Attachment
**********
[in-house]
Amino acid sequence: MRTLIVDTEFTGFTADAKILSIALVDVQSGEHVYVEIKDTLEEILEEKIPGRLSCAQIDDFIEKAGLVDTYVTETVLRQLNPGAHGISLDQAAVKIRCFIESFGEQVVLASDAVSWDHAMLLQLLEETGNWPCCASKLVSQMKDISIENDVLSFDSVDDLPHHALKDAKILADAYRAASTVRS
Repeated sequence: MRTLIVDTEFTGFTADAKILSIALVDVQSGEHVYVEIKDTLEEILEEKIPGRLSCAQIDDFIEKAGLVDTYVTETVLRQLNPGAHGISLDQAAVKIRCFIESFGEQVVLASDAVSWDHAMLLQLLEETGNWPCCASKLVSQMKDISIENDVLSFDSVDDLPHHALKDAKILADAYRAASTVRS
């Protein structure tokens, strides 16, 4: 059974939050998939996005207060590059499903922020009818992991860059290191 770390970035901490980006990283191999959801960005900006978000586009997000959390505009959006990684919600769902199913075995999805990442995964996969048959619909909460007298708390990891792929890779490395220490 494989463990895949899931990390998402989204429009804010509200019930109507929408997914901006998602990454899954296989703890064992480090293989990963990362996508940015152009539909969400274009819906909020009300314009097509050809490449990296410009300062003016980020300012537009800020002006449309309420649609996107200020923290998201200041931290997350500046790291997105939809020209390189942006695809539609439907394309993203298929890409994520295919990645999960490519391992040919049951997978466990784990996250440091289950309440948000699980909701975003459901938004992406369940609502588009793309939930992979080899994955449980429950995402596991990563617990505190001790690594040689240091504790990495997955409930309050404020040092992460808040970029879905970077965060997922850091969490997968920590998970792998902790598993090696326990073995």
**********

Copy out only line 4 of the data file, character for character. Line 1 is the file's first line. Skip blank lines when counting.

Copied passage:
């Protein structure tokens, strides 16, 4: 059974939050998939996005207060590059499903922020009818992991860059290191 770390970035901490980006990283191999959801960005900006978000586009997000959390505009959006990684919600769902199913075995999805990442995964996969048959619909909460007298708390990891792929890779490395220490 494989463990895949899931990390998402989204429009804010509200019930109507929408997914901006998602990454899954296989703890064992480090293989990963990362996508940015152009539909969400274009819906909020009300314009097509050809490449990296410009300062003016980020300012537009800020002006449309309420649609996107200020923290998201200041931290997350500046790291997105939809020209390189942006695809539609439907394309993203298929890409994520295919990645999960490519391992040919049951997978466990784990996250440091289950309440948000699980909701975003459901938004992406369940609502588009793309939930992979080899994955449980429950995402596991990563617990505190001790690594040689240091504790990495997955409930309050404020040092992460808040970029879905970077965060997922850091969490997968920590998970792998902790598993090696326990073995």